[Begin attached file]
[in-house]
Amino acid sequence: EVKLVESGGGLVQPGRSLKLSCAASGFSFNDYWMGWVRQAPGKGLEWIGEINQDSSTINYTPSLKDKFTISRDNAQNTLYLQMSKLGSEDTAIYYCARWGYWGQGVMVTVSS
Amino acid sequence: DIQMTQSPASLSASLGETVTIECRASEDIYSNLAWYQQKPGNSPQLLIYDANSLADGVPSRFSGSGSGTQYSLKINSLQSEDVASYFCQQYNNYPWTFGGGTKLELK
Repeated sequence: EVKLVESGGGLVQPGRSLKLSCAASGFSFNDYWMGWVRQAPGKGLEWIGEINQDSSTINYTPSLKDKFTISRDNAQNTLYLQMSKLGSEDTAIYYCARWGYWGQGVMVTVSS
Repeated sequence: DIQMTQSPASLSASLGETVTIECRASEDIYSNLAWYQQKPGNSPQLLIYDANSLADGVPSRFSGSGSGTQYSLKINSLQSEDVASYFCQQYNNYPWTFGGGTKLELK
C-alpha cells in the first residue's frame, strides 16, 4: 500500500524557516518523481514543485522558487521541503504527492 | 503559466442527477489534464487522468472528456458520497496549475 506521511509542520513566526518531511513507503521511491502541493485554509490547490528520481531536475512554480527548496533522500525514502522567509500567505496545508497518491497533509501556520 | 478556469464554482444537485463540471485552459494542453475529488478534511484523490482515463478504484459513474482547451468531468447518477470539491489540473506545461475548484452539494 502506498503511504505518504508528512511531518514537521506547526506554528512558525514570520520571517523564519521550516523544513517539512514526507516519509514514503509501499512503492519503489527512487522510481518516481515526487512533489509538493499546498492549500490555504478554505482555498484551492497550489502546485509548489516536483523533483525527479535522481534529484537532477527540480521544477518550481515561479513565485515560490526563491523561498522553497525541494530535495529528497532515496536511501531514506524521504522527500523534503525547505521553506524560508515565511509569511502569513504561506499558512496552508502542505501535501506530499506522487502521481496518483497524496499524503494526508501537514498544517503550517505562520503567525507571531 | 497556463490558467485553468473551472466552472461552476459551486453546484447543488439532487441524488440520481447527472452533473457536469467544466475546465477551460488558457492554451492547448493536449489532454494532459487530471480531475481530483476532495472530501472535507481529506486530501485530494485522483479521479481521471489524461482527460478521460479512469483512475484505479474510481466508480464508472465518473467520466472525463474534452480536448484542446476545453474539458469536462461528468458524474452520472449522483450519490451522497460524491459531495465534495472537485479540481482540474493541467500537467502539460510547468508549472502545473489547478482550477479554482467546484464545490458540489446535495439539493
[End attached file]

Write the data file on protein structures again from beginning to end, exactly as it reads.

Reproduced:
[in-house]
Amino acid sequence: EVKLVESGGGLVQPGRSLKLSCAASGFSFNDYWMGWVRQAPGKGLEWIGEINQDSSTINYTPSLKDKFTISRDNAQNTLYLQMSKLGSEDTAIYYCARWGYWGQGVMVTVSS
Amino acid sequence: DIQMTQSPASLSASLGETVTIECRASEDIYSNLAWYQQKPGNSPQLLIYDANSLADGVPSRFSGSGSGTQYSLKINSLQSEDVASYFCQQYNNYPWTFGGGTKLELK
Repeated sequence: EVKLVESGGGLVQPGRSLKLSCAASGFSFNDYWMGWVRQAPGKGLEWIGEINQDSSTINYTPSLKDKFTISRDNAQNTLYLQMSKLGSEDTAIYYCARWGYWGQGVMVTVSS
Repeated sequence: DIQMTQSPASLSASLGETVTIECRASEDIYSNLAWYQQKPGNSPQLLIYDANSLADGVPSRFSGSGSGTQYSLKINSLQSEDVASYFCQQYNNYPWTFGGGTKLELK
C-alpha cells in the first residue's frame, strides 16, 4: 500500500524557516518523481514543485522558487521541503504527492 | 503559466442527477489534464487522468472528456458520497496549475 506521511509542520513566526518531511513507503521511491502541493485554509490547490528520481531536475512554480527548496533522500525514502522567509500567505496545508497518491497533509501556520 | 478556469464554482444537485463540471485552459494542453475529488478534511484523490482515463478504484459513474482547451468531468447518477470539491489540473506545461475548484452539494 502506498503511504505518504508528512511531518514537521506547526506554528512558525514570520520571517523564519521550516523544513517539512514526507516519509514514503509501499512503492519503489527512487522510481518516481515526487512533489509538493499546498492549500490555504478554505482555498484551492497550489502546485509548489516536483523533483525527479535522481534529484537532477527540480521544477518550481515561479513565485515560490526563491523561498522553497525541494530535495529528497532515496536511501531514506524521504522527500523534503525547505521553506524560508515565511509569511502569513504561506499558512496552508502542505501535501506530499506522487502521481496518483497524496499524503494526508501537514498544517503550517505562520503567525507571531 | 497556463490558467485553468473551472466552472461552476459551486453546484447543488439532487441524488440520481447527472452533473457536469467544466475546465477551460488558457492554451492547448493536449489532454494532459487530471480531475481530483476532495472530501472535507481529506486530501485530494485522483479521479481521471489524461482527460478521460479512469483512475484505479474510481466508480464508472465518473467520466472525463474534452480536448484542446476545453474539458469536462461528468458524474452520472449522483450519490451522497460524491459531495465534495472537485479540481482540474493541467500537467502539460510547468508549472502545473489547478482550477479554482467546484464545490458540489446535495439539493